Primates such as howler monkeys are least able to keep pace with climate change.
Hundreds of species of mammals in the Western Hemisphere may not be able to migrate with the projected speed of climate change, according to a new study released Monday.
"As they have in response to past climatic changes, many species will shift their distributions in response to modern climate change," the authors write in the study. "However, due to the unprecedented rapidity of projected climatic changes, some species may not be able to move their ranges fast enough to track shifts in suitable climates and associated habitats."
The study appeared in the journal Proceedings of the National Academy of Sciences and was led by Carrie Schloss, an ecologist at the University of Washington.
The study looked at the dispersal speeds of 493 mammals, and found that in some places, as many as 39% may not be able to keep pace with climate change.
Dispersal is the movement of an animal away from its home range, without anticipated return, according to Schloss.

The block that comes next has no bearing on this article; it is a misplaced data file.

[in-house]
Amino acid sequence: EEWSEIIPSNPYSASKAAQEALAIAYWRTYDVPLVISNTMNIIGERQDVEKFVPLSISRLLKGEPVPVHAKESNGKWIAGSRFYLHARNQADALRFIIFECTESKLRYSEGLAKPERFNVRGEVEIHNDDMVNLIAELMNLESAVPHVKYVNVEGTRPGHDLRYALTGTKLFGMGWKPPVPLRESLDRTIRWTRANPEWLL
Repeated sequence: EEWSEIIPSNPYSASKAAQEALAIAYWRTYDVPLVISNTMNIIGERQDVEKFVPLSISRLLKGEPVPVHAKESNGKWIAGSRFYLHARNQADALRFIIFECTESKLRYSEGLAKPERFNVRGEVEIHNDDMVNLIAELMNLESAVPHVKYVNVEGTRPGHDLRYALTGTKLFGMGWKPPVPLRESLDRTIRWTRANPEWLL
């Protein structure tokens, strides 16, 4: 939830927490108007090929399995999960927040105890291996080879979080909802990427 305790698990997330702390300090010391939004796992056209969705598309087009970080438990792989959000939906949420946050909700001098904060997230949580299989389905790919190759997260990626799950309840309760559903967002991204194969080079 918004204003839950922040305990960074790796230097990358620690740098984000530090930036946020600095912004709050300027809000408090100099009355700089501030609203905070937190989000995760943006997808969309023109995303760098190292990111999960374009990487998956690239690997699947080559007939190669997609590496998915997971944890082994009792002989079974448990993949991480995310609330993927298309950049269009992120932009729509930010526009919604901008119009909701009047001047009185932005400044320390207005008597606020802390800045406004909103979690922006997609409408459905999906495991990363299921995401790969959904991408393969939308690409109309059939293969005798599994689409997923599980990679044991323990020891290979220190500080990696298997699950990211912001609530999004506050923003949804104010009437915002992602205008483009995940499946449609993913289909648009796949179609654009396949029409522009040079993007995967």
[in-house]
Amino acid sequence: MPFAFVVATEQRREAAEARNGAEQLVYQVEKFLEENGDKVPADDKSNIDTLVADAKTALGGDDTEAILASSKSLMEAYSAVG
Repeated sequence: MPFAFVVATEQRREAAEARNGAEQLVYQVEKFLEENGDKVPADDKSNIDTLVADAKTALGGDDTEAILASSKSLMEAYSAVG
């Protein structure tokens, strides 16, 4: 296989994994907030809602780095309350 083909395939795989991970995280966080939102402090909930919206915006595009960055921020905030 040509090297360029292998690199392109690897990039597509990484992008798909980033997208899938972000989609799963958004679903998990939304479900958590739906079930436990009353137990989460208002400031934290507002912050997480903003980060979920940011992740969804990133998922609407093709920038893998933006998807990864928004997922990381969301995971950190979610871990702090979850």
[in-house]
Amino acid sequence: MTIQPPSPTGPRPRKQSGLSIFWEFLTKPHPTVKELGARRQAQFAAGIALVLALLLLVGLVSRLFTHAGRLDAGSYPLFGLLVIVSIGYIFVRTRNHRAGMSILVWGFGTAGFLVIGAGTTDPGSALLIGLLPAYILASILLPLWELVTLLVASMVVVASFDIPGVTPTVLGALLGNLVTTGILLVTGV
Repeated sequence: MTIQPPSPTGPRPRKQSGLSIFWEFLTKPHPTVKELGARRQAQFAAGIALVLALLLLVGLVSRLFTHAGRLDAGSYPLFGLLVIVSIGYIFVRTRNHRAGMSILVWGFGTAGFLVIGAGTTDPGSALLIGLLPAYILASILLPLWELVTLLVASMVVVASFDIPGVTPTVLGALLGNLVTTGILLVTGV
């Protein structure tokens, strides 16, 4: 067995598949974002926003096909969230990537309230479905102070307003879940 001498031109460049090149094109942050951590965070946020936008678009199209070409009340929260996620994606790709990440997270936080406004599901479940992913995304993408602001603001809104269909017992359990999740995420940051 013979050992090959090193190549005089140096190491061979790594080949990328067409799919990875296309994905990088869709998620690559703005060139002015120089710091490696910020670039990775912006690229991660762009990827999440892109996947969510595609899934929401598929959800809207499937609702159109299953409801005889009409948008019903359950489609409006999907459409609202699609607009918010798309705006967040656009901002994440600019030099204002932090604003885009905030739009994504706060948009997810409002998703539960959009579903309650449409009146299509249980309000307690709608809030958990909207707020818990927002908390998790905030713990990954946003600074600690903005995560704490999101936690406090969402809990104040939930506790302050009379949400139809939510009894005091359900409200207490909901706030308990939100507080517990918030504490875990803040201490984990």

"In our research, we consider natal dispersal, which involves the movement of a juvenile away from its home range before its first reproductive event, for example to establish a territory or to find a mate," Schloss wrote in an e-mail.
In the USA, Scholss says that mammals such as shrews and moles are expected to be the least able to keep pace with climate change, likely to due to their slow dispersal speed. Overall, across the Western Hemisphere, she says primate species are the least likely to keep pace with climate change compared to other mammals.
"The primates will likely experience reductions in their range size, due to reductions in the area that will be climatically suitable in the future, and also due to their inability to expand into all of the area that will likely be climatically suitable," according to Schloss.
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